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51 Million Watches Later, the Longines Watch Company Is Still Operating Full-Speed Ahead

Swiss watch manufacture Longines has been using the same sequential serial number system since 1832, and in that time they’ve produced over 51 million watches — all accounted for, one after the other, in either red leather-bound books of yesteryear or a modern electronic database. Your great-great-grandfather’s Longines pocket watch and the sporty blacked-out Longines diver that just sold in the Tokyo airport ten minutes ago are both in there, and Longines is able to service either watch by cross-referencing its serial number with their vast and meticulous archive of spare parts.

This meticulous organization plays close to stereotypes of the Swiss, but meeting Longines CEO Walter von Känel—who has been with the Swatch Group for 50 years and at the helm of Longines for over 30 years—proves that the deeper impact of the company’s taxonomic achievements is emotional and psychological. Those serial numbers seem to engender pride in the company’s uninterrupted production while also offering a clear perspective on its future.

The Longines Museum and the impressively bunkered archive that feeds it house historically significant watches like Charles Lindbergh’s storied Avigation watch (a model Ameila Erhart also used), while the factory upstairs runs high-speed shipping robots and two cutting-edge ETA movement manufacturers to produce millions of watch annually. The past, the present, and the future of watchmaking, all stored beneath one roof.

Some of Longines most critically acclaimed timepieces come from their Heritage Collection, which draws on the archive to offer faithful recreations. The most recent of these offerings is the Heritage Classic, a no-date sector dial watch at 38mm based on a 1934 reference that’s prominently on display in the Longines museum. Despite the critical acclaim, it’s clear that Longiones doesn’t do the bulk of its trade in this category, but as trends continue to lean toward old-school watches, the brand promises to continue a steady supply of historically accurate reissues.

The original Sector Dial watch from 1934 (left) and the 2019 offering (right).

Timing Is Everything

Longines’ storied history also includes their innovations in sports timekeeping. Given the world-class skiing a stone’s throw from the factory, it’s no surprise that the company was present at the beginning of competitive downhill skiing. Early on, an array of stopwatches were triggered by neutral parties listening for a starting gun and then averaged to get a read of the skier’s time. Today Longines uses their proprietary gated timers to give multiple instantaneous time checks during a downhill run, and even cross-references GPS signals to give hang-time counts for racers catching air on their descent. Wires buried in the snow carry all the timekeeping signals, as wireless systems are simply not reliable enough.

Longines has been the Official Timekeeper for both the Summer and Winter Olympics, The Kentucky Derby, multiple Formula 1 events, professional tennis tournaments, and much more. Their collection of timekeeping devices is a fascinating journey through different technological eras, beginning with mechanical watches and moving through primitive analog computing devices and early digital ones. An analysis of these devices alone could be a topic for a lengthy dissertation on 20th-century design. And yet Longines’ CEO Walter von Känel insists that the company will never make a smartwatch — today 80% of their business is in mechanical watches.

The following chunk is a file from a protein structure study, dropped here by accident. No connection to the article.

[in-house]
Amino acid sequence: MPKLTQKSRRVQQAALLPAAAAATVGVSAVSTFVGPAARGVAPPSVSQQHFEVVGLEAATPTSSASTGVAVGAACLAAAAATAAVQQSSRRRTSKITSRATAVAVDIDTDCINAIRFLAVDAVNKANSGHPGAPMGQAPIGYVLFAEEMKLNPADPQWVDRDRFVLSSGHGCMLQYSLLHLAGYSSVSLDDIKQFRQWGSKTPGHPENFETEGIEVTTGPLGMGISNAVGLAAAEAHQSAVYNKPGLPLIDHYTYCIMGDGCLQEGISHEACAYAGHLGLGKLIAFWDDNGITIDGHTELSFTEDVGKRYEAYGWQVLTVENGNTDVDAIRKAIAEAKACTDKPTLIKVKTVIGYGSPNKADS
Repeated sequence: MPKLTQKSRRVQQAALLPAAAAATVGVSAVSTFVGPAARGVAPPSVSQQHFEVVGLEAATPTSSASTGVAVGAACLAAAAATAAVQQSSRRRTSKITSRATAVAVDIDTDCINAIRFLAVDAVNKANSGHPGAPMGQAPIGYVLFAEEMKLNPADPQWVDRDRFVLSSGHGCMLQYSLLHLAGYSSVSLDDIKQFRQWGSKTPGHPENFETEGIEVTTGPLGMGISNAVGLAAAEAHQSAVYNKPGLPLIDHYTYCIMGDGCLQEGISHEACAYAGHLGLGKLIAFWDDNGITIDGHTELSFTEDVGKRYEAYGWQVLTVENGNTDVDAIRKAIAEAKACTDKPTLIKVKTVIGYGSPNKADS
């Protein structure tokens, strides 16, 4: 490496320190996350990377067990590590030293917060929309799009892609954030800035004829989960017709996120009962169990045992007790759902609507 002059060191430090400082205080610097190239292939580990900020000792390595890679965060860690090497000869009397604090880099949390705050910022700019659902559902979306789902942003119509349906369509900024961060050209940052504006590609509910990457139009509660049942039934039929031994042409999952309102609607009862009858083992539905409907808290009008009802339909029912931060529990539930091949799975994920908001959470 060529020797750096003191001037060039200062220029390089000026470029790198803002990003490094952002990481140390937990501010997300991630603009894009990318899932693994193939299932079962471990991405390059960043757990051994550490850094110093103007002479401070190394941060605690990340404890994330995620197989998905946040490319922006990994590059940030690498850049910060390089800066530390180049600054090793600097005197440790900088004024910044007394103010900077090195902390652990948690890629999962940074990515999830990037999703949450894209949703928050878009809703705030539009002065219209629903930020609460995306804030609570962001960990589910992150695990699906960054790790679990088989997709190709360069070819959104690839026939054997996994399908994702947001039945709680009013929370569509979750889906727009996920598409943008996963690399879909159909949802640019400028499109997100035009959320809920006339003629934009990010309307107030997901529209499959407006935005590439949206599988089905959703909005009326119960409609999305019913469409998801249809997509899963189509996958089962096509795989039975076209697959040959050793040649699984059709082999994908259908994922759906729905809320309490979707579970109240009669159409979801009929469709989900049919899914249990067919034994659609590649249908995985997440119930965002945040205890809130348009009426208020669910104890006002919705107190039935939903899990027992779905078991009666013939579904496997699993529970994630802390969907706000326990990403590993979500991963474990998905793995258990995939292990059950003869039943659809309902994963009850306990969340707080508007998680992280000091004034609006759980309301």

Fighting the Good Fight

As part of The Swatch Group, Longines occupies the price category above Tissot and below Omega. Longines’ prices begin in the mid hundreds and top out in the lower tens-of-thousands for solid gold references, but most of their watches hover in the $750 to $2,500 range. Von Känel speaks frankly of the demands to keep Longines a leader in this position, and currently the brand holds well over 30% of that market globally. Annual revenues crest above $1 billion, making Longines one of only five Swiss watch brands who can make this claim.

When asked what the greatest challenges are for Longines today, von Känel immediately said, “Counterfeiting.” In fact, he considers fighting counterfeiting one of their most pressing and demanding ongoing projects, one that involves employing scouts to find the counterfeiters as well as sending investigators to work with police to break up these schemes. During our interview in his decidedly paper-oriented office, von Känel reached into an unwieldy pile and pulled a folder filled with images of counterfeits of recent Longines models, explaining that the company is working to bust this latest effort.

Counterfeiting is a very real concern for Longines despite its largely approachable price point.

Later that evening, halfway through a meal of fondue, schnitzel and cherry schnapps, von Känel began to tell of his days as an international competitive cross-country skier, and how he managed to keep that level of fitness while heading up one of Switzerland’s largest watch companies. “I was a machine back then,” he said with neither pride nor nostalgia. Asked if he performed in biathalon cross-country skiing (which includes target shooting), he said no, but opened up about his gun collection.

Does he collect watches? “I can’t be in competition with Longines, so whatever I have goes to the museum.” What about collecting other brands? “No, again, I can’t be in competition with Longines.” From a man who has helmed Longines for so many decades — through the Quartz Crisis, endless market downturns, and onto record sales during the digital era — it would be difficult to doubt the man’s loyalty to this storied brand.

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